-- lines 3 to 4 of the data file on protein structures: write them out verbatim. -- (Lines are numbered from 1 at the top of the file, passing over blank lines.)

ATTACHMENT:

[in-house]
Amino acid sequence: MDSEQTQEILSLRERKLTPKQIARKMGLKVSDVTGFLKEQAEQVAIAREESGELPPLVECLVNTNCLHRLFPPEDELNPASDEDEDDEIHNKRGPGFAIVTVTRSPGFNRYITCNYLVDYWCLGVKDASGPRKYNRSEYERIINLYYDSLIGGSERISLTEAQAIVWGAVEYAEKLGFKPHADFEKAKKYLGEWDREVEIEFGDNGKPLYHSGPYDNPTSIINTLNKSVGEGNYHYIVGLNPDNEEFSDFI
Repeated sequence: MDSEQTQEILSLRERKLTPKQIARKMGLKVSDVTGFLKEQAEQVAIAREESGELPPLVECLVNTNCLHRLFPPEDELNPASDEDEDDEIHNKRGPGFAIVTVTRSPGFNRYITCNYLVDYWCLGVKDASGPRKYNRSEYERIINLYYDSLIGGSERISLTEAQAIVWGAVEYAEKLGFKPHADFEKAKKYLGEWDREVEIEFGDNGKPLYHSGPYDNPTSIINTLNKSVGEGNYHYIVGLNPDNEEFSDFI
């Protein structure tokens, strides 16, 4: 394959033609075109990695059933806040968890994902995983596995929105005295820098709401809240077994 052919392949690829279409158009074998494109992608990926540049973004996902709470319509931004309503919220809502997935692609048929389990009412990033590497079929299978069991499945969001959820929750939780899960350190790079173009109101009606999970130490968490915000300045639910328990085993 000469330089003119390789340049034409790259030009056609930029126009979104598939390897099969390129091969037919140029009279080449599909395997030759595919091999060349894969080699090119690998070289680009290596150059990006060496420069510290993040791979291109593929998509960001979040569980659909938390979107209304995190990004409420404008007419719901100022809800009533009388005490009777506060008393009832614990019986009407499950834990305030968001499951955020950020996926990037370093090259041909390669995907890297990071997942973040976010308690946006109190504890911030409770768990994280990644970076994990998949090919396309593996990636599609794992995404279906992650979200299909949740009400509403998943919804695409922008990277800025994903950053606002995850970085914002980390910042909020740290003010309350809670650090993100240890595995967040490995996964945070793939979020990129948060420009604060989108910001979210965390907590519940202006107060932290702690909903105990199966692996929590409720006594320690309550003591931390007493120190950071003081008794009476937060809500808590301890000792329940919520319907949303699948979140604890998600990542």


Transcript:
Repeated sequence: MDSEQTQEILSLRERKLTPKQIARKMGLKVSDVTGFLKEQAEQVAIAREESGELPPLVECLVNTNCLHRLFPPEDELNPASDEDEDDEIHNKRGPGFAIVTVTRSPGFNRYITCNYLVDYWCLGVKDASGPRKYNRSEYERIINLYYDSLIGGSERISLTEAQAIVWGAVEYAEKLGFKPHADFEKAKKYLGEWDREVEIEFGDNGKPLYHSGPYDNPTSIINTLNKSVGEGNYHYIVGLNPDNEEFSDFI
């Protein structure tokens, strides 16, 4: 394959033609075109990695059933806040968890994902995983596995929105005295820098709401809240077994 052919392949690829279409158009074998494109992608990926540049973004996902709470319509931004309503919220809502997935692609048929389990009412990033590497079929299978069991499945969001959820929750939780899960350190790079173009109101009606999970130490968490915000300045639910328990085993 000469330089003119390789340049034409790259030009056609930029126009979104598939390897099969390129091969037919140029009279080449599909395997030759595919091999060349894969080699090119690998070289680009290596150059990006060496420069510290993040791979291109593929998509960001979040569980659909938390979107209304995190990004409420404008007419719901100022809800009533009388005490009777506060008393009832614990019986009407499950834990305030968001499951955020950020996926990037370093090259041909390669995907890297990071997942973040976010308690946006109190504890911030409770768990994280990644970076994990998949090919396309593996990636599609794992995404279906992650979200299909949740009400509403998943919804695409922008990277800025994903950053606002995850970085914002980390910042909020740290003010309350809670650090993100240890595995967040490995996964945070793939979020990129948060420009604060989108910001979210965390907590519940202006107060932290702690909903105990199966692996929590409720006594320690309550003591931390007493120190950071003081008794009476937060809500808590301890000792329940919520319907949303699948979140604890998600990542």